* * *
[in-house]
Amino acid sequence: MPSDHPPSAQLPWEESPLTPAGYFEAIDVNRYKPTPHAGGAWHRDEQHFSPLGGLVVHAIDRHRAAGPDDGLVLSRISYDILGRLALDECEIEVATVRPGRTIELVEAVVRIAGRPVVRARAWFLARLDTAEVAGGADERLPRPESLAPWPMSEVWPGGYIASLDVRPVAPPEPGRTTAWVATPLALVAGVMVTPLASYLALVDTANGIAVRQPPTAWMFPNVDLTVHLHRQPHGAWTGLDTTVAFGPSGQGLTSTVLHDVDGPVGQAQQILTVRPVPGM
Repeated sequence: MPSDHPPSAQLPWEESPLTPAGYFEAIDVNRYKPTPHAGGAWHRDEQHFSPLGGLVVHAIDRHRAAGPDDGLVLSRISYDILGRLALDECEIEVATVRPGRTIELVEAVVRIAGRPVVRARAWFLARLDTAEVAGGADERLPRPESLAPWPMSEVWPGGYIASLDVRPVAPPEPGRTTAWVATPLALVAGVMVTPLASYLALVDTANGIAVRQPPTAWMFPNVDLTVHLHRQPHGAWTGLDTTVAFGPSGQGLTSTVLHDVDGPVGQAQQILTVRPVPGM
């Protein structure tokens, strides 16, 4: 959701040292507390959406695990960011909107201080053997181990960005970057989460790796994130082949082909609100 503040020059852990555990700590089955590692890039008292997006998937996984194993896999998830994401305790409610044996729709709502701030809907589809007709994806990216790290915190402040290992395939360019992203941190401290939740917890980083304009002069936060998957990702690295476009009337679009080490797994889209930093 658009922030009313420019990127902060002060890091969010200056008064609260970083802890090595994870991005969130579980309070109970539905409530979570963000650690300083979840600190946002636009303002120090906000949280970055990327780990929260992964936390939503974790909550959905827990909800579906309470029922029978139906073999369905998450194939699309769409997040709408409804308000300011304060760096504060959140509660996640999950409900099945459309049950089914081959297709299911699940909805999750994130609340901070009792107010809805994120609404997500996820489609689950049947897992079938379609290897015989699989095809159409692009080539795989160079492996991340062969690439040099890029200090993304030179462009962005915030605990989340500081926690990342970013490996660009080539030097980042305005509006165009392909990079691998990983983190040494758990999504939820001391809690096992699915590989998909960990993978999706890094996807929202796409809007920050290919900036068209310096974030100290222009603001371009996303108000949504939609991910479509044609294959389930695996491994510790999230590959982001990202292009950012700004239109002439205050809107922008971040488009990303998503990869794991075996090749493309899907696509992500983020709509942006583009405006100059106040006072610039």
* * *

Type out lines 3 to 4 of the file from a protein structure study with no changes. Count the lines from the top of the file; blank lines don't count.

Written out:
Repeated sequence: MPSDHPPSAQLPWEESPLTPAGYFEAIDVNRYKPTPHAGGAWHRDEQHFSPLGGLVVHAIDRHRAAGPDDGLVLSRISYDILGRLALDECEIEVATVRPGRTIELVEAVVRIAGRPVVRARAWFLARLDTAEVAGGADERLPRPESLAPWPMSEVWPGGYIASLDVRPVAPPEPGRTTAWVATPLALVAGVMVTPLASYLALVDTANGIAVRQPPTAWMFPNVDLTVHLHRQPHGAWTGLDTTVAFGPSGQGLTSTVLHDVDGPVGQAQQILTVRPVPGM
């Protein structure tokens, strides 16, 4: 959701040292507390959406695990960011909107201080053997181990960005970057989460790796994130082949082909609100 503040020059852990555990700590089955590692890039008292997006998937996984194993896999998830994401305790409610044996729709709502701030809907589809007709994806990216790290915190402040290992395939360019992203941190401290939740917890980083304009002069936060998957990702690295476009009337679009080490797994889209930093 658009922030009313420019990127902060002060890091969010200056008064609260970083802890090595994870991005969130579980309070109970539905409530979570963000650690300083979840600190946002636009303002120090906000949280970055990327780990929260992964936390939503974790909550959905827990909800579906309470029922029978139906073999369905998450194939699309769409997040709408409804308000300011304060760096504060959140509660996640999950409900099945459309049950089914081959297709299911699940909805999750994130609340901070009792107010809805994120609404997500996820489609689950049947897992079938379609290897015989699989095809159409692009080539795989160079492996991340062969690439040099890029200090993304030179462009962005915030605990989340500081926690990342970013490996660009080539030097980042305005509006165009392909990079691998990983983190040494758990999504939820001391809690096992699915590989998909960990993978999706890094996807929202796409809007920050290919900036068209310096974030100290222009603001371009996303108000949504939609991910479509044609294959389930695996491994510790999230590959982001990202292009950012700004239109002439205050809107922008971040488009990303998503990869794991075996090749493309899907696509992500983020709509942006583009405006100059106040006072610039």